Women’s Work: A Retrospective of Films
Written by Valerie Spain | Posted by: Anonymous
Women in Film & Video/New England (WIFV/NE) in collaboration with the Museum of Fine Arts, Boston, launches its first-ever celebration of work by New England women filmmakers in a week-long film and video festival, January 28 – February 2, 2002. Rewind/Fast Forward: 20 Years of Work by Women in Film & Video/New England, is an opportunity to view important world premieres with the filmmakers present.
Rewind/Fast Forward will offer a diverse selection of films from the early 1970s to the present – many of which have not been screened since their original release. Film topics include: gender and identity; civil rights and feminism; war and peace; coming of age; and race and ethnicity.
The festival opens on January 28th with a special evening at the Brattle Theatre showcasing Canadian actress Sarah Polley ("Go", "The Sweet Hereafter," "Guinevere," "eXistenZ," "The Claim," and Hal Hartley’s soon-to-be released "No Such Thing"). Polley began acting at the age of four and dropped out of high school at 14 to become a political activist. "I Shout Love," her film about "getting your heart ripped out of your chest" is a 30-minute short that will be screened as part of the evening’s events.
On Tuesday, January 29th, the retrospective will feature a night of local film classics entitled, That ‘70s and ‘80s Show, hosted at Boston University’s School of Communications. This free program includes the first feature co-directed by a woman in Boston: "The Dozens" (1981) by Christine Dall and Randall Conrad. Also screening is Susan Steinberg Woll and Richard Leacock’s "Lu Lu in Berlin" (1981), a wild conversation with the legendary movie star Louise Brooks. Another on the program is Marjorie Short’s Academy Award-nominated short, "Kudzu" (1977), the true and bizarre story of the Japanese vine that saved — then ruined– the American South. Finally, Alexandra Anthony’s "Yaya" (1984), is a poignant, humorous documentary about her Greek-American family living in rural Louisiana.
On Wednesday, January 30th at Simmons College, Rewind/Fast Forward features the free program, Roots of One’s Own: Reclaiming Cultural Identity in America. The acclaimed, "As I Remember It" (1991) by Ethiopian born Salem Mekuria is an intimate portrait of writer Dorothy West, famous as the youngest member of the Harlem Renaissance. The film explores West’s historic struggle to form a genuine "Negro" literary culture. The second film, "Miss India Georgia" (1997) by Sharon Grimberg and Daniel Friedman, is set in present day Georgia and documents with a Southern-drawl, Indian-American teenagers at least a generation away from Bombay or New Delhi, reclaiming their cultural identities via a competitive all-Indian beauty contest.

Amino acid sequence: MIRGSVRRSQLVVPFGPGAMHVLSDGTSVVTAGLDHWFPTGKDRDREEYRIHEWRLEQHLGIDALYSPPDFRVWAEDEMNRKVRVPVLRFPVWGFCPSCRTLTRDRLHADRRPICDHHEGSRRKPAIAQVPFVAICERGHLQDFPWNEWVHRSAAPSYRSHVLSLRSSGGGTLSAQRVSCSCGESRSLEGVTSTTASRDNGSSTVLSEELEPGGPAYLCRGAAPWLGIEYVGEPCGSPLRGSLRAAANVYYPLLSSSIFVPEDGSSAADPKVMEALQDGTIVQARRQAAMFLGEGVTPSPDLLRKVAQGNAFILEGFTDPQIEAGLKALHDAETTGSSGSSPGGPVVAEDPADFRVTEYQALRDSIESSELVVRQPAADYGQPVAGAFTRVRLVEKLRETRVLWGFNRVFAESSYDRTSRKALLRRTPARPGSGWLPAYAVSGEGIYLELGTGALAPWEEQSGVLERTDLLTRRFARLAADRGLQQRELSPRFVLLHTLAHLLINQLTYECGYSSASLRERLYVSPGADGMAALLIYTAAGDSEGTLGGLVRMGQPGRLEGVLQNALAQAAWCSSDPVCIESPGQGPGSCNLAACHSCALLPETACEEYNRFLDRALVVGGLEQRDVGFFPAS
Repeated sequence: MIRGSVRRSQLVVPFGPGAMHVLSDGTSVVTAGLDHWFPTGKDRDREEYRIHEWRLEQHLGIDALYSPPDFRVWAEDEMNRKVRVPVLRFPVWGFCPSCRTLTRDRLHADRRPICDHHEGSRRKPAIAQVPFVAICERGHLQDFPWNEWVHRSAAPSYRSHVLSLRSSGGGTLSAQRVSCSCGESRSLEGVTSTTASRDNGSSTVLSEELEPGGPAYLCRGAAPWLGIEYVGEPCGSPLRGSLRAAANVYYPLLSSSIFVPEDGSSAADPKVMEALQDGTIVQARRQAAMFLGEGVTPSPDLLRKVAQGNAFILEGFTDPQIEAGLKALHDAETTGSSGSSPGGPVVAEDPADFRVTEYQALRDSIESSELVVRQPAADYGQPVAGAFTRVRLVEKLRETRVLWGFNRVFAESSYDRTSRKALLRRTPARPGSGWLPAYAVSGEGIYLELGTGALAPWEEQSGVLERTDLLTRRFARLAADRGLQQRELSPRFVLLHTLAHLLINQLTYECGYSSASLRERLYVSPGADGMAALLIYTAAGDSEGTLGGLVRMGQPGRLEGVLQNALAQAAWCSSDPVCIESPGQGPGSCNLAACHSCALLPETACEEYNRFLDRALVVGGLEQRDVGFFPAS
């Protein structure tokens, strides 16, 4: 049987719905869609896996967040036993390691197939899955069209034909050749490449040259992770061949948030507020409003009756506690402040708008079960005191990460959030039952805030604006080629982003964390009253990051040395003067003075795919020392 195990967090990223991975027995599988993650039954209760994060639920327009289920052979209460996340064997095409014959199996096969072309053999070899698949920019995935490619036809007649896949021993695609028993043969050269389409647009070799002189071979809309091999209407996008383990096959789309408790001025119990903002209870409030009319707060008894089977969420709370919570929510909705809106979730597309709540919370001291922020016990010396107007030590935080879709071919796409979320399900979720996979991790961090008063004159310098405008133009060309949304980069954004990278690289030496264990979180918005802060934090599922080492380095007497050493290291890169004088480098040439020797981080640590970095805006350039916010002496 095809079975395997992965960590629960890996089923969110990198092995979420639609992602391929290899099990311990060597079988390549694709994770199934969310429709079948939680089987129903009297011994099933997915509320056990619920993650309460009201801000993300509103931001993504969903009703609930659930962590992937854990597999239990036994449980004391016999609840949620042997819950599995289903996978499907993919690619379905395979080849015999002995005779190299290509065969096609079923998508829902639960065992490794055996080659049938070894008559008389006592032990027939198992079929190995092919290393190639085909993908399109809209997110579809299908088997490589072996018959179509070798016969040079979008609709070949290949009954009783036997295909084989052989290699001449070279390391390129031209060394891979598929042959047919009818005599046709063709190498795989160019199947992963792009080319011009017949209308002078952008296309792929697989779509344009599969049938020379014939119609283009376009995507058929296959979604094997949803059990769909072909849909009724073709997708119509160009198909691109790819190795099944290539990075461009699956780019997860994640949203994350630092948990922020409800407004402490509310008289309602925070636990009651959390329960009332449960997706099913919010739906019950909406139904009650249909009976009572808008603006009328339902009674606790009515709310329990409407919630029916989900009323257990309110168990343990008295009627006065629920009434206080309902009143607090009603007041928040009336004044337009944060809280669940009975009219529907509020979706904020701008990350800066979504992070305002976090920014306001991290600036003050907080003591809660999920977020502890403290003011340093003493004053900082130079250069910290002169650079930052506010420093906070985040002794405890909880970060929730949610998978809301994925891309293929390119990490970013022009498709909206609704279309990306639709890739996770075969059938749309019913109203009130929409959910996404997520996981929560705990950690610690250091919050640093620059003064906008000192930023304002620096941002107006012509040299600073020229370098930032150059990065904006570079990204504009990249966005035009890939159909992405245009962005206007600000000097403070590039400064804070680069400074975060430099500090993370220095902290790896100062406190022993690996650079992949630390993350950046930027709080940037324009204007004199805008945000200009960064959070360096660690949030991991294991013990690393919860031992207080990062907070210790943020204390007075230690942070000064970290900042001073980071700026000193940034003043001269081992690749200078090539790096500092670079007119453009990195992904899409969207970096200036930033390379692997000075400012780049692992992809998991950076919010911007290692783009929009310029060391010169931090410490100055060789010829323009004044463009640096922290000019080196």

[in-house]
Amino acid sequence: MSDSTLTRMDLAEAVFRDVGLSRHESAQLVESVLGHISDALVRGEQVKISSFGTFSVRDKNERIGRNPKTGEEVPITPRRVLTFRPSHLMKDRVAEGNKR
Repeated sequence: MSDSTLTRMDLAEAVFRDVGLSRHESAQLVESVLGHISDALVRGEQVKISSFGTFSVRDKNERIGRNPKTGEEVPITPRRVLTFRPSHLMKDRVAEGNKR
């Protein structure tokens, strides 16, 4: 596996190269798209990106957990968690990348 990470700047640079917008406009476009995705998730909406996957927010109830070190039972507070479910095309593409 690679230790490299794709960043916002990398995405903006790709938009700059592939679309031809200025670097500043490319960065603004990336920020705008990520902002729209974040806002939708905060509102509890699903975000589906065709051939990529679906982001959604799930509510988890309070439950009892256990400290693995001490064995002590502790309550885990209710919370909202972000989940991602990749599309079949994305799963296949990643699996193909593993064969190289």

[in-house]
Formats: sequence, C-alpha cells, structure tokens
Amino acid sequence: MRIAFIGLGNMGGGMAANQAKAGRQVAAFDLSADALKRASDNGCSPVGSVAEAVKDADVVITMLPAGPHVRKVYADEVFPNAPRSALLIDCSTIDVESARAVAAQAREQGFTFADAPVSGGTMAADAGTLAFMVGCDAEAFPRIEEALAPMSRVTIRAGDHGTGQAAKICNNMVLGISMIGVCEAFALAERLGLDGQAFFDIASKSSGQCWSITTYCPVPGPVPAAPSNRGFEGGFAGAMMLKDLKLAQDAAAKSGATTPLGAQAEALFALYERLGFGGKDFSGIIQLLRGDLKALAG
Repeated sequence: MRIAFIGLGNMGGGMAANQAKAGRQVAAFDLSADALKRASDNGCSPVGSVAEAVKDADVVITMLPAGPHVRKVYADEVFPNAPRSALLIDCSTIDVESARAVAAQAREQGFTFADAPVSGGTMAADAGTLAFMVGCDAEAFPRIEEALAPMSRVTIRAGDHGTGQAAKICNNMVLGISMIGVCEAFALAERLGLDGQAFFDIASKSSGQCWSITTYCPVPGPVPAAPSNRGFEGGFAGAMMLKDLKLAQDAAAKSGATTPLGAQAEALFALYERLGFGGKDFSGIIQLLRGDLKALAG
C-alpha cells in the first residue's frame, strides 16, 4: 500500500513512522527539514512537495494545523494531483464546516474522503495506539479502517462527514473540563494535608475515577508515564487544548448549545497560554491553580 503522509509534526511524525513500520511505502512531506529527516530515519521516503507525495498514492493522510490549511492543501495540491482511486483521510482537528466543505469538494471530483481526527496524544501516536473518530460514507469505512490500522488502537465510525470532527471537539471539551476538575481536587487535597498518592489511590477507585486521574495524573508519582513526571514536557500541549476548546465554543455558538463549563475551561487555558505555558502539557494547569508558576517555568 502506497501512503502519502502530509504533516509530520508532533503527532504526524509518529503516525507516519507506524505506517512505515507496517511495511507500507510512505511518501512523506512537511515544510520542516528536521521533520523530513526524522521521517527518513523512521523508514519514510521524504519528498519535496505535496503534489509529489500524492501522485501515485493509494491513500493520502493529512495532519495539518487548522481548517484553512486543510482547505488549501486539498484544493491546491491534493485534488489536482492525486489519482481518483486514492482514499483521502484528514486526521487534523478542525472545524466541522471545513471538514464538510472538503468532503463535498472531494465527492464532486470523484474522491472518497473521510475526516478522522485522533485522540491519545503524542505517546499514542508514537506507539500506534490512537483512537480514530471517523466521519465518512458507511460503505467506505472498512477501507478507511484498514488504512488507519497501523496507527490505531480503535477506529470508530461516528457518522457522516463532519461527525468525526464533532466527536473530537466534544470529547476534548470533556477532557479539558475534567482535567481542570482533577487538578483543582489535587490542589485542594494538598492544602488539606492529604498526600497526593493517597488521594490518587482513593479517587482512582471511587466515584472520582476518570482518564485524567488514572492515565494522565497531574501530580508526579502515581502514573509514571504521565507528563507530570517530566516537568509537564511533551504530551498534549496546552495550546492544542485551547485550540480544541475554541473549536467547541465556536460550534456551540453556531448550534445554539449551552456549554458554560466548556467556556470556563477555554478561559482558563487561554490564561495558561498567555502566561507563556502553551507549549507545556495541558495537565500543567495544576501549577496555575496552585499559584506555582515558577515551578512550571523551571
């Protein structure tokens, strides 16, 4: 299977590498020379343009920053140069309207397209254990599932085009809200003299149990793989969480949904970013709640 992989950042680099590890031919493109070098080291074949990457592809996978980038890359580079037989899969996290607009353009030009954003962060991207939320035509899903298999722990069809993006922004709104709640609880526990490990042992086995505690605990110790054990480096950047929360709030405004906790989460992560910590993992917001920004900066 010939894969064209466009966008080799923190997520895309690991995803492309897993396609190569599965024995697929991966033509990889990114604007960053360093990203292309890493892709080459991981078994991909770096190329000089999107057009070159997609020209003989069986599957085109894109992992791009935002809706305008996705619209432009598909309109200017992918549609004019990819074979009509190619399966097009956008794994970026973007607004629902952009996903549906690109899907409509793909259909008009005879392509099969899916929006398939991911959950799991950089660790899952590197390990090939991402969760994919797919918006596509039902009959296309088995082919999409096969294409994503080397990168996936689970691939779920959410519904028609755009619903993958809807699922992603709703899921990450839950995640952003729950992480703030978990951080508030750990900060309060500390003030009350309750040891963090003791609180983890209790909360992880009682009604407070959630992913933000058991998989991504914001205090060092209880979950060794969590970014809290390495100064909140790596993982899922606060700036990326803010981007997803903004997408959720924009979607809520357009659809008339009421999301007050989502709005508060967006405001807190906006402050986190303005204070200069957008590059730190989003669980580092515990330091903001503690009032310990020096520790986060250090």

Screenings at the MFA will be held from Thursday, January 31st through Saturday, February 2nd. Thursday’s line-up opens with Liane Brandon’s short, "Betty Tells Her Story" (1972), followed by Marlene Booth’s autobiographical "Yidl in the Middle: Growing Up Jewish in Iowa" (1999). Jane Gillooly’s fantasy, "Dragonflies, the Baby Cries" (2000) screens with an original soundtrack from the Aloy Orchestra. Joyce Chopra’s 1986 feature debut "Smooth Talk" (1986) ends this incredible evening. "Smooth Talk" is a superb film adaptation of Joyce Carol Oates’ chilling short story about the sexual awakening of a 15-year-old girl, played by Laura Dern, in the Northern California suburbs.
Also at the MFA, Beth Harrington’s, "Welcome to the Club: The Women of Rockabilly" (2001) a film which honors four rockabilly queens: Wanda Jackson, Brenda Lee, Janis Martin, and Lorrie Collins, has its East Coast premiere on February 1st. The evening continues its salute to strong women in music with C.L. (Lisa) Monrose and Charles Jevremovic’s "Soul Soldiers" (1987) a music video for local rock legends, the Throwing Muses. Nancy Porter’s "A Woman’s Place is in the House" (1975) is a documentary tribute to Elaine Noble, the first open lesbian elected to the Massachusetts State Legislature. Porter’s film is presented with Margaret Lazarus and Renner Wunderlich’s media-literacy video, "Beyond Killing Us Softly: The Strength to Resist" (2000).
The final day of the festival, Saturday, February 2nd, concludes with three incisive films, two of which offer thoughtful counterpoints to the events of September 11th — Mary Benjamin’s 1981 Oscar-nominated film about anti-nuclear activist Dr. Helen Caldicott, "Eight Minutes to Midnight" (1981) and Liane Brandon’s "How to Prevent a Nuclear War" (1987).
Wrapping up Rewind/Fast Forward is the much-awaited, exclusive sneak preview of "My Father the Genius" by ex-WIFV/NE president Lucia Small. When her long-estranged father, visionary architect Glen Small, willed his daughter the task of writing his biography, she responded with this irreverent documentary portrait exploring the controversial worlds of his work and life. The film was selected for Slamdance 2002.
Tickets to opening night, 'An Evening with Sarah Polley' are $10 for Brattle, WIFV/NE and Chlotrudis Awards members, students and seniors; $12 for general admission. Starting, January 5th, they may be purchased in advance at the Brattle Theatre Box Office. Tickets to MFA film programs are $8 for MFA members, seniors, students, and WIFV/NE Members. General admission is $9. The closing day film, 'My Father the Genius' is $10/$12. Film events at Boston University and Simmons College are free and all are welcome. For screening times and more information please visit the WIFV/NE Web site at www.wifvne.org or contact Maeve McCaffrey, (617) 491-5222, email@example.com.